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Functional-Light JavaScript: Pragmatic, Balanced FP in JavaScript
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Functional-Light JavaScript: Pragmatic, Balanced FP in JavaScript

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4.24  ·  Rating details ·  63 ratings  ·  4 reviews
Functional-Light JavaScript is a balanced, pragmatic exploration of Functional Programming in JavaScript.

Functional Programming (FP) is an incredibly powerful paradigm for structuring code that yields more robust, verifiable, and readable programs. If you've ever tried to learn FP but struggled with terms like "monad", mathematical concepts like category theory, or symbol
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Kindle Edition, 388 pages
Published November 27th 2017 by GetiPub & Leanpub
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4.24  · 
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 ·  63 ratings  ·  4 reviews


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Arminas Katilius
Jul 30, 2018 rated it really liked it
One of the best introduction to FP books. A lot of concepts mentioned in this book are already used in JS quite widely, but here they are analysed and explained in world of functional programming really well. Although I expected more advanced topics, and did not nececesary agreed on all things author mentioned, I still really enjoyed the book. When someone will ask what book yo read to learn about FP, I will definitely recommend this book.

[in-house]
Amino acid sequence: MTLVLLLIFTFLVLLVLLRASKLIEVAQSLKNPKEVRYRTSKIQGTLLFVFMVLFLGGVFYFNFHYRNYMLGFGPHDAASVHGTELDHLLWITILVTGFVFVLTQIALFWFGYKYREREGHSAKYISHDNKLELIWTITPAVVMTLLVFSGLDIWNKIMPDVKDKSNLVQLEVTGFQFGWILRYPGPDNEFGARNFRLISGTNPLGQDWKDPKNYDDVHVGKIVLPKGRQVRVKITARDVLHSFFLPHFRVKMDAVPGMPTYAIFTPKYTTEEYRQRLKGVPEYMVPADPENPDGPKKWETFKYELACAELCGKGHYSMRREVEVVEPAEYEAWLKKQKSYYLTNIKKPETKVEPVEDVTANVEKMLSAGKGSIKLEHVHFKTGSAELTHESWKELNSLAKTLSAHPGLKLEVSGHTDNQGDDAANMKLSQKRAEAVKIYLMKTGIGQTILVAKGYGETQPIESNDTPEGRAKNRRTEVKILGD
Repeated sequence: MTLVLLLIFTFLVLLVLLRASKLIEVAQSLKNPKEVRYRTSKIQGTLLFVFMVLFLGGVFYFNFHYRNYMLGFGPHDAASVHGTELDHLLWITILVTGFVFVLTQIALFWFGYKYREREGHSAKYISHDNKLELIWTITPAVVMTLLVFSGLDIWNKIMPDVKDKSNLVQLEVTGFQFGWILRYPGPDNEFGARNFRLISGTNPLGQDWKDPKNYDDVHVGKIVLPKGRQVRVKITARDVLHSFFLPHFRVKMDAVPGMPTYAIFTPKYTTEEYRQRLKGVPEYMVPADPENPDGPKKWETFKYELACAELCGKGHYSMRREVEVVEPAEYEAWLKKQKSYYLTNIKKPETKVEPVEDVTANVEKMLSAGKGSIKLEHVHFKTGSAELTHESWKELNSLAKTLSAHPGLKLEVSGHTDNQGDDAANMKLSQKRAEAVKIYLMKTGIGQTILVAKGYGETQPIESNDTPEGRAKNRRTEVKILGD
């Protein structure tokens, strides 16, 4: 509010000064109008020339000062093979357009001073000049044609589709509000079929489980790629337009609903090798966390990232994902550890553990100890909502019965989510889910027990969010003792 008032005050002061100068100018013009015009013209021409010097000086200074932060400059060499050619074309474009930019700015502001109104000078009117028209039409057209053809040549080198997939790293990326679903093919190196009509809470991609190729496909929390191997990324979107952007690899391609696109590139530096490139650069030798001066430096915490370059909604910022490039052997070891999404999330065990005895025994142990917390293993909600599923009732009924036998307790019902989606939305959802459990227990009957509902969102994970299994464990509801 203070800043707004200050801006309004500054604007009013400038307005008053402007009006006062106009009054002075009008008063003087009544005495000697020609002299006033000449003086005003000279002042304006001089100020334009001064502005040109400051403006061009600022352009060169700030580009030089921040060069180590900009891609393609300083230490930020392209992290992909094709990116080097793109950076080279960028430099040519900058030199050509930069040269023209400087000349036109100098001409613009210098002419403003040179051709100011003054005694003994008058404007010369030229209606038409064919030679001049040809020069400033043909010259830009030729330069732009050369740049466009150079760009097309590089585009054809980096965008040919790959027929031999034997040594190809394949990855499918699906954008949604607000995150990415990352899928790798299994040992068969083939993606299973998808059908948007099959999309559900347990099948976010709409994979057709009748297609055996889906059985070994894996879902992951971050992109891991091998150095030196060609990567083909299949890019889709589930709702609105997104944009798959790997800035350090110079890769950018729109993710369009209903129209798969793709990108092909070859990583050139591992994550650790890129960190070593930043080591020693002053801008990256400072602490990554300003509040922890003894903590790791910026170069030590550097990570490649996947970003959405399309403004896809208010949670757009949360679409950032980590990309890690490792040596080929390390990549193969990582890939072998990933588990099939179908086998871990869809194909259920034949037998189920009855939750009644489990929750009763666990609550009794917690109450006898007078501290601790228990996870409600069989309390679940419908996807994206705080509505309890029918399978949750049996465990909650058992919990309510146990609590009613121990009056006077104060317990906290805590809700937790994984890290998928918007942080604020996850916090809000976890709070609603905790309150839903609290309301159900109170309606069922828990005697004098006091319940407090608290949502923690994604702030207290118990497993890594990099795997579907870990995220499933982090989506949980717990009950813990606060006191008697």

Finlay
Jan 11, 2018 rated it liked it  ·  review of another edition
Shelves: software, javascript
Pragmatic and light-weight, as promised, but I felt the examples were not convincing -- it kind of assumes you already understand and agree with the motivations for writing in a more functional style. YMMV, of course. I got more out of Professor Frisby's guide and videos.

BTW, Loved his "You Don't Know JS" series for Javascript fundamentals, which you should read if you haven't yet.
Lance
Sep 25, 2018 rated it really liked it
Finished it today. I have to admit that the last chapter will take more study for me to really grok it, but it's already been a good book for me; I've applied some techniques like partial application already.

I liked the introduction to Observables; I teach them with Angular Boot Camp, but this was a new approach.
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Kyle Simpson is an Open Web Evangelist from Austin, TX, who's passionate about all things JavaScript. He's an author, workshop trainer, tech speaker, and OSS contributor/leader.
“code that you cannot trust is code that you do not understand. The reverse is true also: code that you don’t understand is code you can’t trust.” 0 likes
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